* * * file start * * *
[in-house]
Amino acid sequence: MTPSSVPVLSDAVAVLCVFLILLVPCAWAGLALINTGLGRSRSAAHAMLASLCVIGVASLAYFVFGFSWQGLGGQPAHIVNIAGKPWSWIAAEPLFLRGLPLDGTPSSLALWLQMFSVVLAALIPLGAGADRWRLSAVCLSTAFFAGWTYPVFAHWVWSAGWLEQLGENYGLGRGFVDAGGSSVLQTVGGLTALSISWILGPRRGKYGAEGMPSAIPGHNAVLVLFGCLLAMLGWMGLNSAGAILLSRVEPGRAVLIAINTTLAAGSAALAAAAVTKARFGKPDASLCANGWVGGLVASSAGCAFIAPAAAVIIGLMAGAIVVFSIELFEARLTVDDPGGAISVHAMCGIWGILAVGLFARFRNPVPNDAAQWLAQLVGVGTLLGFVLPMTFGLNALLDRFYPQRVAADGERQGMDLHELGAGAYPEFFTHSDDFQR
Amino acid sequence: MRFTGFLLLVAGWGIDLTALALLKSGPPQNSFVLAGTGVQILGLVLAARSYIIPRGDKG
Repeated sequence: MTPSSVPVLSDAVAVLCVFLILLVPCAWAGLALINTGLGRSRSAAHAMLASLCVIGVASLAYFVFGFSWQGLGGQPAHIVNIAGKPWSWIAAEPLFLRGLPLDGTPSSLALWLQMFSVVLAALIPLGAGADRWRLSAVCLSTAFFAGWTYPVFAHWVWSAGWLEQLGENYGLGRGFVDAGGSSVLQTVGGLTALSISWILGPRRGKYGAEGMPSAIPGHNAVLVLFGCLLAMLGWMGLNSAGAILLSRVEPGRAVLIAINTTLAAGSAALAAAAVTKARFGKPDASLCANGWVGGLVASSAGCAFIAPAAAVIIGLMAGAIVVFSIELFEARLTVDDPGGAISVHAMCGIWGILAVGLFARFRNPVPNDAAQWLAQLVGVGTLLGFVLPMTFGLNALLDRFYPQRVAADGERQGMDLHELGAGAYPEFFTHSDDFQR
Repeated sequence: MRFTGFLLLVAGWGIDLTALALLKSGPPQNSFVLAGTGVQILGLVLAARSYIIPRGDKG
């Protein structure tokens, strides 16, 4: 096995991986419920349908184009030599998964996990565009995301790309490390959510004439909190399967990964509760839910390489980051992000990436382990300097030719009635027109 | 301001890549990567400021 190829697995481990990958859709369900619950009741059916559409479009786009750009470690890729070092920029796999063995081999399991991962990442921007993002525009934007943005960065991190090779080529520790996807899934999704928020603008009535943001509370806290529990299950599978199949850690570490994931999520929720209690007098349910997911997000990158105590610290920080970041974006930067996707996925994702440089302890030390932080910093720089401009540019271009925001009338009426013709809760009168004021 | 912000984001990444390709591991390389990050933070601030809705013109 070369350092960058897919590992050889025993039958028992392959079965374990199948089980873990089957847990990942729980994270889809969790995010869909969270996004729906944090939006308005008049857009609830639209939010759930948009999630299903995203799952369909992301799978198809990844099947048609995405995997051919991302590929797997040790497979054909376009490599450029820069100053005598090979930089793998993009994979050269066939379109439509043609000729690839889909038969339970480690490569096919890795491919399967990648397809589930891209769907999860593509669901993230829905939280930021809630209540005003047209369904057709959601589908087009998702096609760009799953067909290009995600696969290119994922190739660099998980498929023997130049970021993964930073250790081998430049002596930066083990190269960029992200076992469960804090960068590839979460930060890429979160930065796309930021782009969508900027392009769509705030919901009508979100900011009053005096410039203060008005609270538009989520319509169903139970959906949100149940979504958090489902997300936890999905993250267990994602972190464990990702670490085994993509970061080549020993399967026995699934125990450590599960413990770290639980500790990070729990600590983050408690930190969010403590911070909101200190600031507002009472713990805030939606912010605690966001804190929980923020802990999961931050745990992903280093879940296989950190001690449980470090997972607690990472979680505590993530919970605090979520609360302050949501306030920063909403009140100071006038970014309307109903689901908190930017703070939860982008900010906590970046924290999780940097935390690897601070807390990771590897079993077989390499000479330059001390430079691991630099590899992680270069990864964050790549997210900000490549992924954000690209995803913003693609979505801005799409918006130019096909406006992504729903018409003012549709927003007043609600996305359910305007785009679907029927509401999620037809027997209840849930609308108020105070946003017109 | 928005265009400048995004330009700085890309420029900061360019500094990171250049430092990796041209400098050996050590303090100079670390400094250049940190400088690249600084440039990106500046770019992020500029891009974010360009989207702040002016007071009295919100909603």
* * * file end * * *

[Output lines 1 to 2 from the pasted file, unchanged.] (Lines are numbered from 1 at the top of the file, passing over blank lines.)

[in-house]
Amino acid sequence: MTPSSVPVLSDAVAVLCVFLILLVPCAWAGLALINTGLGRSRSAAHAMLASLCVIGVASLAYFVFGFSWQGLGGQPAHIVNIAGKPWSWIAAEPLFLRGLPLDGTPSSLALWLQMFSVVLAALIPLGAGADRWRLSAVCLSTAFFAGWTYPVFAHWVWSAGWLEQLGENYGLGRGFVDAGGSSVLQTVGGLTALSISWILGPRRGKYGAEGMPSAIPGHNAVLVLFGCLLAMLGWMGLNSAGAILLSRVEPGRAVLIAINTTLAAGSAALAAAAVTKARFGKPDASLCANGWVGGLVASSAGCAFIAPAAAVIIGLMAGAIVVFSIELFEARLTVDDPGGAISVHAMCGIWGILAVGLFARFRNPVPNDAAQWLAQLVGVGTLLGFVLPMTFGLNALLDRFYPQRVAADGERQGMDLHELGAGAYPEFFTHSDDFQR